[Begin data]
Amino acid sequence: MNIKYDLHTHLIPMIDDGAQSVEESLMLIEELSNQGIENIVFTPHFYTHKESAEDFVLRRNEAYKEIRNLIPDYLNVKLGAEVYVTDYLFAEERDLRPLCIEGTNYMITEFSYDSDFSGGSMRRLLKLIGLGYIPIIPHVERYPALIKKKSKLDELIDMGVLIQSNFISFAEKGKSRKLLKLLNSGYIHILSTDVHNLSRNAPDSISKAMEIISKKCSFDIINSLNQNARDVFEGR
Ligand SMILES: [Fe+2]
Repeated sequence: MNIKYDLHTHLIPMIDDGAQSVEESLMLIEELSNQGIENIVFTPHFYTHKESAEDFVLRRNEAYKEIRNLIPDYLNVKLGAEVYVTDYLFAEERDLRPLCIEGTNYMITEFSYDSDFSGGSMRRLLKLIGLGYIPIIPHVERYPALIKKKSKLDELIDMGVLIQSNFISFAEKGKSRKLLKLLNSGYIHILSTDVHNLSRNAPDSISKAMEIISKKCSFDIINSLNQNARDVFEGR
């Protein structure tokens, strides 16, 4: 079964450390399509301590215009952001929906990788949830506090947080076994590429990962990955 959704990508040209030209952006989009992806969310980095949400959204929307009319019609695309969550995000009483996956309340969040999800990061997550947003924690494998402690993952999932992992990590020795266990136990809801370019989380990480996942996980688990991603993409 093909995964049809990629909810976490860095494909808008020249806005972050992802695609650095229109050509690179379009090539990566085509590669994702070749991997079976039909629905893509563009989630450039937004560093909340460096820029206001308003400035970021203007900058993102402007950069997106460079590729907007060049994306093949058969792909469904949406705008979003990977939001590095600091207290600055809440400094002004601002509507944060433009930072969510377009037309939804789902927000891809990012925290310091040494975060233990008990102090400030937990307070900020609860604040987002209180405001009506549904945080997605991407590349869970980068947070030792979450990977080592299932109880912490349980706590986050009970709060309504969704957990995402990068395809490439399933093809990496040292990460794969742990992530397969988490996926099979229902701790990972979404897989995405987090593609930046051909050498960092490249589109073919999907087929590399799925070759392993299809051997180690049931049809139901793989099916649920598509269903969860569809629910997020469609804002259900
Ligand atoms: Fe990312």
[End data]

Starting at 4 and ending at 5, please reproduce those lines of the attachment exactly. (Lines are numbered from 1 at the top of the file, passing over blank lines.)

């Protein structure tokens, strides 16, 4: 079964450390399509301590215009952001929906990788949830506090947080076994590429990962990955 959704990508040209030209952006989009992806969310980095949400959204929307009319019609695309969550995000009483996956309340969040999800990061997550947003924690494998402690993952999932992992990590020795266990136990809801370019989380990480996942996980688990991603993409 093909995964049809990629909810976490860095494909808008020249806005972050992802695609650095229109050509690179379009090539990566085509590669994702070749991997079976039909629905893509563009989630450039937004560093909340460096820029206001308003400035970021203007900058993102402007950069997106460079590729907007060049994306093949058969792909469904949406705008979003990977939001590095600091207290600055809440400094002004601002509507944060433009930072969510377009037309939804789902927000891809990012925290310091040494975060233990008990102090400030937990307070900020609860604040987002209180405001009506549904945080997605991407590349869970980068947070030792979450990977080592299932109880912490349980706590986050009970709060309504969704957990995402990068395809490439399933093809990496040292990460794969742990992530397969988490996926099979229902701790990972979404897989995405987090593609930046051909050498960092490249589109073919999907087929590399799925070759392993299809051997180690049931049809139901793989099916649920598509269903969860569809629910997020469609804002259900
Ligand atoms: Fe990312």